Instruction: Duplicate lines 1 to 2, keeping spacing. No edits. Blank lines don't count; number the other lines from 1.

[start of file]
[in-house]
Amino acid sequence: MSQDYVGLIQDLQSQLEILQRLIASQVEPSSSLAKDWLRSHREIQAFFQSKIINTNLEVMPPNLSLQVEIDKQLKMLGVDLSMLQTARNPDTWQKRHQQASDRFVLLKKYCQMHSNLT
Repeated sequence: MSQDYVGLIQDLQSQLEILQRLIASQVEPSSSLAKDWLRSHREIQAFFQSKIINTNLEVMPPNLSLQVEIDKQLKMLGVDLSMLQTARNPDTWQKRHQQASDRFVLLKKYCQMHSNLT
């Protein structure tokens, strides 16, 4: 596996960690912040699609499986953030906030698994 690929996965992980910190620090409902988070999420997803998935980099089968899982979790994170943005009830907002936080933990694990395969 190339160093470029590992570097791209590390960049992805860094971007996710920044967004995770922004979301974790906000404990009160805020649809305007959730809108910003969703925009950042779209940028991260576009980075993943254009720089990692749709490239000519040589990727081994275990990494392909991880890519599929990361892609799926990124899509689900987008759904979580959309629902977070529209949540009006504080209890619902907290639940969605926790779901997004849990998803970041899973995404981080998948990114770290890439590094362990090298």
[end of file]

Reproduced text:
[in-house]
Amino acid sequence: MSQDYVGLIQDLQSQLEILQRLIASQVEPSSSLAKDWLRSHREIQAFFQSKIINTNLEVMPPNLSLQVEIDKQLKMLGVDLSMLQTARNPDTWQKRHQQASDRFVLLKKYCQMHSNLT